By Christopher Durang
Directed by Adam Zahler
Presented by Titanic Theatre Company
Review by Kitty Drexel
M for Mature. Actors occasionally appear in their underoos.
(Watertown) The attack on the two towers in NYC and the Pentagon on Sept. 11, 2001 changed the way the United States viewed itself forever. Before that day, many citizens viewed North America as the most powerful entity in the world. After 9/11, we recognized our vulnerability as a country. Almost everyone was looking for answers. There were many who turned to The Arts for catharsis. These same people reacted in anger when artists turned back to them for compassion. The Arts were supposed to provide answers. While coping with the same shock, we artists didn’t know what to do either.
It’s been 12 years since the attacks and the US is still divided. Our media has moved on to bigger and newer things. But our artists are still processing the events and asking questions. The media has given the American people plenty of reasons to explain why Taliban members attacked. Thank goodness for The Arts. Playwright Christopher Durang hasn’t given up on understanding the U.S.’s response to the attacks of 9/11. Rather than focus on the “badness” of Ossama Bin Laden*, Why Torture is Wrong, and the People Who Love Them ponders the American people’s decade-long reaction from the perspective of western, 20/20 hindsight. He peppers his absurdist play with Dadaism and panic. The script is a sweet bouquet of human experience and dramatic flair.
Level-headed Felicity wakes to find herself married to Zamir. Zamir has undefined origins, abusive tendencies and no family to speak of. He is volatile and strangely affectionate. Felicity’s parents saddle opposite sides of the emotional spectrum without directly addressing her woes: Dad is eternally overreacting with violence; Mom prays that if she avoids the situation hard enough, it’ll go away. Assisted by characters beyond the scope of sanity, Felicity is left to negotiate her new relationship and determine if she married a terrorist.
The performance presented by Titanic Theatre Company is flawless. The cast puts on a great show. Caroline Rose Markham and Alexander Morgan have intense chemistry as the two leads. Shelley Brown delivers poignant one-liners as the mother, Luella. Jeff Gill, the dad, is a believably nutty gun enthusiast. Jonathan Barron (Rev. Mike) is a mellow man of God cum porn administrator. Alisha Jansky (Hildegarde) is a clueless yet devout spy. Brett Milanowski stole the stage as the Narrator, et al. This tight cast made the erratic actions of Torture is Wrong believable and its demented characters lovable.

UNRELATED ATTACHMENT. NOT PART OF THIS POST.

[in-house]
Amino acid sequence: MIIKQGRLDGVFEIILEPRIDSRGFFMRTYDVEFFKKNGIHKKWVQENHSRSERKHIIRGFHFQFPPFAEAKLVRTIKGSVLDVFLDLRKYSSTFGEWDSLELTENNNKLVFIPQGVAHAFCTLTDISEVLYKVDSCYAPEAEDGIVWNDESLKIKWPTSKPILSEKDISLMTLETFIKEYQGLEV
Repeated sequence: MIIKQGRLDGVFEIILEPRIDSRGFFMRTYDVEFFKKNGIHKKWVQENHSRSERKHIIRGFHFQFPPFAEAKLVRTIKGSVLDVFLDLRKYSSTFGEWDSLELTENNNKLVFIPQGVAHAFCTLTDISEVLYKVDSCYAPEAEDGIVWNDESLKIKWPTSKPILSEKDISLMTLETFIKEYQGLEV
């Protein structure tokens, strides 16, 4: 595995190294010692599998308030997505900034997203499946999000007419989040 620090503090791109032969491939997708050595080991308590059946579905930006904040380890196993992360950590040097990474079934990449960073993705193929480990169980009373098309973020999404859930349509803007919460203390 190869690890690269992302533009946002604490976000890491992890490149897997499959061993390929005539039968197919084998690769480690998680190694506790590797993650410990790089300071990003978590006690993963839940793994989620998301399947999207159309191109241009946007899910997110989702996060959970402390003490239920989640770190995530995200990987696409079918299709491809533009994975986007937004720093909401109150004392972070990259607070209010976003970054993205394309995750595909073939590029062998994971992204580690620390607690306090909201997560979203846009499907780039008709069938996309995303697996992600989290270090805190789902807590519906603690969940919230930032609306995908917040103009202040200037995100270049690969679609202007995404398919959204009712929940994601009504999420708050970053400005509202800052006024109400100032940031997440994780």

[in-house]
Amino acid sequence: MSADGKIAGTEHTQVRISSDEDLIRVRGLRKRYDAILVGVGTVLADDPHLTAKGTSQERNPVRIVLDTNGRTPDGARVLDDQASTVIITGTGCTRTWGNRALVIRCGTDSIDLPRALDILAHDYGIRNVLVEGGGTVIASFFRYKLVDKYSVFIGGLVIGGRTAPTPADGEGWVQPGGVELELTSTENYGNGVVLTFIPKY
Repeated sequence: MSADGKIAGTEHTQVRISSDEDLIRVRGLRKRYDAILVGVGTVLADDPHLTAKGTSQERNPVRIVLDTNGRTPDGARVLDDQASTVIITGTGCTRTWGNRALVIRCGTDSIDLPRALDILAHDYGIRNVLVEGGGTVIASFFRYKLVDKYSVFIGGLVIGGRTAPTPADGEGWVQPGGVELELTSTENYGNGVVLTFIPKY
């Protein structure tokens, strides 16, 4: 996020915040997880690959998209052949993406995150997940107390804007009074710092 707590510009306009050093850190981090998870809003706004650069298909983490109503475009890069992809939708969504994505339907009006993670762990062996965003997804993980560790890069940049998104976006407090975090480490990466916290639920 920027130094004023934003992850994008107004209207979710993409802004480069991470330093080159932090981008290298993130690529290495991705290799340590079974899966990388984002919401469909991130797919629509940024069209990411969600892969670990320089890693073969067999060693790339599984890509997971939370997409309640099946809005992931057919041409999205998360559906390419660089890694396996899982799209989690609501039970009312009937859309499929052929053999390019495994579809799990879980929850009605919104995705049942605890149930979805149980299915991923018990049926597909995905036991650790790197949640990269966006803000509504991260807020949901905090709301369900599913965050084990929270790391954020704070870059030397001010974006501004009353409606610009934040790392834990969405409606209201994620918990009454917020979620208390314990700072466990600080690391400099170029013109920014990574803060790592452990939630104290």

If one were desperate to find fault, they would find it in the transitions. The set is simple but requires some extended manipulation between scenes. The energy of the tech crew differs enough from the cast that the momentum of the show is dropped. Luckily, it is picked up immediately at the start of each new scene by the cast. It’s a small difference but enough to cause discontinuity in the performance.
This show is for intelligent creatures unafraid of exploration or self-reflection. This is not a show for the gung-ho nationalist that refuses to see homegrown terrorism for what it is (Planned Parenthood bombings, anyone?). It is not for those die-hard citizens who believe without a doubt that the US the responded to the 2001 terrorist attacks with 100% respect and proper authority (we didn’t. Heck, some of our numbers still blame anything remotely Muslim or Of-Color for the attacks). It is definitely not for victim-blamers who think women are responsible for the abuse they receive from all outlets. This type of behavior is displayed for what it is in Why Torture is Wrong, and The People Who Love Them. If one is easily offended by a metaphorical mirror being held up to the populace’s actions, one should stay at home. Or not. More likely, the easily offended are the ones who need to attend more than those who aren’t. Regardless, Torture is Wrong is excellent theatre.
*As a general rule, murdering people and destroying things that aren’t yours is wrong. Duh.